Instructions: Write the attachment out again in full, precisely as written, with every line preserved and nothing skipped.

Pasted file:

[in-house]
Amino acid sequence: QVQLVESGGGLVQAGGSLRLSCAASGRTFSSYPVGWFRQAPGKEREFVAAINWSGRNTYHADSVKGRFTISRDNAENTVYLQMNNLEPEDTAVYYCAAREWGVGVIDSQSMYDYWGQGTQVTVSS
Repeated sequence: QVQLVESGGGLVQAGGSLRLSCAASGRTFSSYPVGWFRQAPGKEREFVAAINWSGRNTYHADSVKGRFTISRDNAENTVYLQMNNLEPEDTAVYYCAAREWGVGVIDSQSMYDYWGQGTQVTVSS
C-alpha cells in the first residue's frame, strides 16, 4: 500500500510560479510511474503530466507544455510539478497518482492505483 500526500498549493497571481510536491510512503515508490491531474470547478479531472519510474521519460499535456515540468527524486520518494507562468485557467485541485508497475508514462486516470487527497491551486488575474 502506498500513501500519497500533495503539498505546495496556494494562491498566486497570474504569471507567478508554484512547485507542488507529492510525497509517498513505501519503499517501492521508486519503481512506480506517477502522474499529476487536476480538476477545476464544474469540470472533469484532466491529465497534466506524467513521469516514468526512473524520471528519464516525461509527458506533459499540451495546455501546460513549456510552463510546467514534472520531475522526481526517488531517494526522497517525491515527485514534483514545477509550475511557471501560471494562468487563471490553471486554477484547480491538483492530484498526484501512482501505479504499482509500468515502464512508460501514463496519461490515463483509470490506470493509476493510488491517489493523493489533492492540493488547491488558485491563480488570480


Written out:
[in-house]
Amino acid sequence: QVQLVESGGGLVQAGGSLRLSCAASGRTFSSYPVGWFRQAPGKEREFVAAINWSGRNTYHADSVKGRFTISRDNAENTVYLQMNNLEPEDTAVYYCAAREWGVGVIDSQSMYDYWGQGTQVTVSS
Repeated sequence: QVQLVESGGGLVQAGGSLRLSCAASGRTFSSYPVGWFRQAPGKEREFVAAINWSGRNTYHADSVKGRFTISRDNAENTVYLQMNNLEPEDTAVYYCAAREWGVGVIDSQSMYDYWGQGTQVTVSS
C-alpha cells in the first residue's frame, strides 16, 4: 500500500510560479510511474503530466507544455510539478497518482492505483 500526500498549493497571481510536491510512503515508490491531474470547478479531472519510474521519460499535456515540468527524486520518494507562468485557467485541485508497475508514462486516470487527497491551486488575474 502506498500513501500519497500533495503539498505546495496556494494562491498566486497570474504569471507567478508554484512547485507542488507529492510525497509517498513505501519503499517501492521508486519503481512506480506517477502522474499529476487536476480538476477545476464544474469540470472533469484532466491529465497534466506524467513521469516514468526512473524520471528519464516525461509527458506533459499540451495546455501546460513549456510552463510546467514534472520531475522526481526517488531517494526522497517525491515527485514534483514545477509550475511557471501560471494562468487563471490553471486554477484547480491538483492530484498526484501512482501505479504499482509500468515502464512508460501514463496519461490515463483509470490506470493509476493510488491517489493523493489533492492540493488547491488558485491563480488570480